Thursday, May 3, 2007

Seeker I

“Seeker” seems to have recently acquired a negative meaning. Instead of “one that seeks: a seeker of the truth,” it has turned into something like “someone who hasn’t found, won’t ever find, my truth” or, more charitably, “someone lost and distracted, going nowhere, or nowhere in the right direction.” At least that’s my take on Stand Firm's editorial decision to lift Mystical Seeker’s “Post-Easter Hangover” essay from his blog and to critique his thoughts and feelings (while, at the same time, sneering that such thoughts and feelings would be very much at home among liberal Episcopalians).

While it is tempting to simply chalk up this episode as another example of how rude and uncharitable so-called Christians can be, I think it goes deeper than the dark humours that permeate the atmosphere at SF. It’s getting to the point where even mention of words and phrases like “metaphor” and “metaphorical truth” – let alone the offending “Christian mythologies” – is enough to bring rampant cries of idolatry and predictions of the end of Christianity. While I commend the efforts of people like Sarah Dylan Breuer to find common ground among liberals and conservatives, an unfortunate consequence may be to silence or at least trigger self-censorship among those who seek, quest, and doubt, those who want to talk to those who do, or simply those who recall the days when they, too, faced Easter Sundays as days of trumpets, pageantry, and hoopla that caused their heads to ache. Those who consider themselves to be “liberal orthodox” have to keep hitting all the “orthodox” words and phrases over and over again in often futile attempts to persuade others that they “mean” what they say.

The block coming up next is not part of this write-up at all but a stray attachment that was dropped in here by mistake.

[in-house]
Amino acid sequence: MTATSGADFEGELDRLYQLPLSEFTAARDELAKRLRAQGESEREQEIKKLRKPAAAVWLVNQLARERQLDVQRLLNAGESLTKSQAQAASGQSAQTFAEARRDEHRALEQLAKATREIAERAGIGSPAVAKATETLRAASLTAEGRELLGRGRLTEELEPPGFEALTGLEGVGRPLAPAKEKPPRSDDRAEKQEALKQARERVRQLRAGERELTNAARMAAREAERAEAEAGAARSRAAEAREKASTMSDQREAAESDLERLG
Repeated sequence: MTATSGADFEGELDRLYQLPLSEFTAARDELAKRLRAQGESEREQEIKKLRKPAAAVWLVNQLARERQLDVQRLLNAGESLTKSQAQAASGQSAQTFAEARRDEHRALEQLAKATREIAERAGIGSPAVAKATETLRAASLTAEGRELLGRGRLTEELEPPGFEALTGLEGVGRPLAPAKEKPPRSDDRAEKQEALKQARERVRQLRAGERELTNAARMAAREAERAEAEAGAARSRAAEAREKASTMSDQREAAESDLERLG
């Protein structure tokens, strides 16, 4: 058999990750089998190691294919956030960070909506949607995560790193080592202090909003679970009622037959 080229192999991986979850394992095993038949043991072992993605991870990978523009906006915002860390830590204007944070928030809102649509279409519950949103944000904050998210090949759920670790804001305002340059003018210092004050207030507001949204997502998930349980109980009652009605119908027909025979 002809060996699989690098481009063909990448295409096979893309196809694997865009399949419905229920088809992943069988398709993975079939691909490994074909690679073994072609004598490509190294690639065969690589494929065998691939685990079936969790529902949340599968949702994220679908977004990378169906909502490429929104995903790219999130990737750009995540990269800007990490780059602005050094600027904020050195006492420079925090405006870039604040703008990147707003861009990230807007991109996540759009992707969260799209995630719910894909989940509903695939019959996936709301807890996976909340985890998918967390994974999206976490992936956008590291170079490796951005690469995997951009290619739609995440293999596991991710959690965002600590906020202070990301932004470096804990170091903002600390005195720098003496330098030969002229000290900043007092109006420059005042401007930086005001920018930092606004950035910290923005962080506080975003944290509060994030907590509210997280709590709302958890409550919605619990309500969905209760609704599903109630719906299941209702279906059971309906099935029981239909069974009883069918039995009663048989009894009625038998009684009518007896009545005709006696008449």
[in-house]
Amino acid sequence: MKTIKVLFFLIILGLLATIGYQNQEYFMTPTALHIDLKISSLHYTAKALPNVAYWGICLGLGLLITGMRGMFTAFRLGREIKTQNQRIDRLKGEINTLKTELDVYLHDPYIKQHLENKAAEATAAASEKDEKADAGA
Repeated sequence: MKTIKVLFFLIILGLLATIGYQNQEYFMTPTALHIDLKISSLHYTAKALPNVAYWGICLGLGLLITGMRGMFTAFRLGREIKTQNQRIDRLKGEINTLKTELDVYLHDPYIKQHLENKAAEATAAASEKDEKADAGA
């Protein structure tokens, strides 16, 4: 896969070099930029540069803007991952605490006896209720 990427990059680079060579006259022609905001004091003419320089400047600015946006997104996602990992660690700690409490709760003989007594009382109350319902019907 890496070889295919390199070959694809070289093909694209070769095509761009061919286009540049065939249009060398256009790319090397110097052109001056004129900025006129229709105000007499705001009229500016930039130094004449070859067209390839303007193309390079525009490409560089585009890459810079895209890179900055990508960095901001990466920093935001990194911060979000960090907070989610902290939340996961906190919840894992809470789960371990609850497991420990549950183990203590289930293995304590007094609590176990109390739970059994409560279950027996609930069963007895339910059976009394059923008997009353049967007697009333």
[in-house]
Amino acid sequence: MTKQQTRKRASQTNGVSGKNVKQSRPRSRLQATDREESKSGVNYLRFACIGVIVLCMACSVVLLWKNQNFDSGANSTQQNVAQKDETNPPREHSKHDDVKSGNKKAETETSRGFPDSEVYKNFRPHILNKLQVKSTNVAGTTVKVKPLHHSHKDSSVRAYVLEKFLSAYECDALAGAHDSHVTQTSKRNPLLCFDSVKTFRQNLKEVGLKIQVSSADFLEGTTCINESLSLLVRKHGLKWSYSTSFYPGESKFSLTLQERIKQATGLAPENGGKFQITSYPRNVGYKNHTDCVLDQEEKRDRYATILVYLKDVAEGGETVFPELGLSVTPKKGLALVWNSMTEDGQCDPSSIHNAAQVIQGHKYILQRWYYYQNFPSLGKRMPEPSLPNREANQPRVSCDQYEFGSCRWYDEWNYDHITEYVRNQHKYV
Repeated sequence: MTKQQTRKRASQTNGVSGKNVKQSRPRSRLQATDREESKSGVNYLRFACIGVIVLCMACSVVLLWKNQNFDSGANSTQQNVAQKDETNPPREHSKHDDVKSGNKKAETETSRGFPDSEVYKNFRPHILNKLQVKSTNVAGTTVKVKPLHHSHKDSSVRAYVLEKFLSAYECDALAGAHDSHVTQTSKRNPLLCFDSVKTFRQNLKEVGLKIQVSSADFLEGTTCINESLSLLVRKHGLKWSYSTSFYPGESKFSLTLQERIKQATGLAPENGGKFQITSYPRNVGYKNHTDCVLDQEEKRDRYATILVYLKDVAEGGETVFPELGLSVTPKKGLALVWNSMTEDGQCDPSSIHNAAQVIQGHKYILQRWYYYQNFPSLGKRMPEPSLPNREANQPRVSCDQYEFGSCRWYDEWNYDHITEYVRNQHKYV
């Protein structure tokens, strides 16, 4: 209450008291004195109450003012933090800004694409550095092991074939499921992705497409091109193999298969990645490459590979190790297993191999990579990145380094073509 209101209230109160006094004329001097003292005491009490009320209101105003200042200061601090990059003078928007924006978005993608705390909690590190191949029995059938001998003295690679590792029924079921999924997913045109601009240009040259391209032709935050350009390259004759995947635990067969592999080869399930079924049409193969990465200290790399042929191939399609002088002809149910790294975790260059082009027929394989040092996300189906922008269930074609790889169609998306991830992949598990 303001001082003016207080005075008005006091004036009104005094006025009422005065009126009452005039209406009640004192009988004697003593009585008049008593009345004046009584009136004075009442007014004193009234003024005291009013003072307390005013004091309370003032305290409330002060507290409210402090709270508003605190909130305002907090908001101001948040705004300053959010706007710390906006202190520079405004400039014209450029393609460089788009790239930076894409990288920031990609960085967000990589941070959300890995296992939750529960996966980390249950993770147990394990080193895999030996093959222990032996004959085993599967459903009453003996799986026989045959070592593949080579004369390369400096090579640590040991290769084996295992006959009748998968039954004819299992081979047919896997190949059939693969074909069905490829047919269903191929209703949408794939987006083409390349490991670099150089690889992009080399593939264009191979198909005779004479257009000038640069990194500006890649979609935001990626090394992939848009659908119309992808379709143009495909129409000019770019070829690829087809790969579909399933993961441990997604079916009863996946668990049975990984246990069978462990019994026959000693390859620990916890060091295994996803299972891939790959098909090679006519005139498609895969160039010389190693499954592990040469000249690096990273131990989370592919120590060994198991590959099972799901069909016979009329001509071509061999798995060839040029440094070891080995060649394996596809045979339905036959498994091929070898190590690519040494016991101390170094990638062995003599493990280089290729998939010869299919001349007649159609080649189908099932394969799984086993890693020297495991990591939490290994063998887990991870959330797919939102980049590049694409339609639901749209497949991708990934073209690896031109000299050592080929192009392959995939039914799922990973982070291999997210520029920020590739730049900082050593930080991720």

It’s not that there is discomfort or dishonesty in uttering those words of orthodoxy. It does, however, raise the question of where does the conversation (not to mention the flame wars) leave the seekers and the outsiders looking in? Has it seriously crossed anyone’s radar screen that the numbers of people who don’t know any of the words in the context of any kind of faith are rising, right here in the midst of Western culture founded on the Judeo-Christian tradition? How does one proclaim the Gospel (if necessary, with words) by suggesting that those who do not already “know” that they are seeking the “Risen Christ” bodily resurrected from the dead cannot really be seeking spiritual truth? that those who shudder or are repelled by traditional Christian words and images must be “lazy” or “self-centered” if they think twice about walking through the doors of a local church?

Fortunately, PB ++ Katharine Jefferts Schori, has not risen to the bait. She consistently uses the words she knows and trusts will reach people outside institutional Christianity, never mind the slings and arrows shot her way. No doubt she recalls her earlier years of doubts and questions and those of her colleagues in the scientific community. Why should she or any of us be ashamed of our past or supremely confident that we’ve now got it “right”? Why can’t we shout to the high heavens in thanks for the words, knowledge, and understandings we found in the lab, the classroom, in books of poetry, history, and philosophy, as well as the people and places, both within and without the confines of churches, mosques, synagogues, and temples, who have brought us closer to God?


Dennis said...

Best not to ever link directly to StandLimp. It causes them to find the link and blogswarm over to your blog.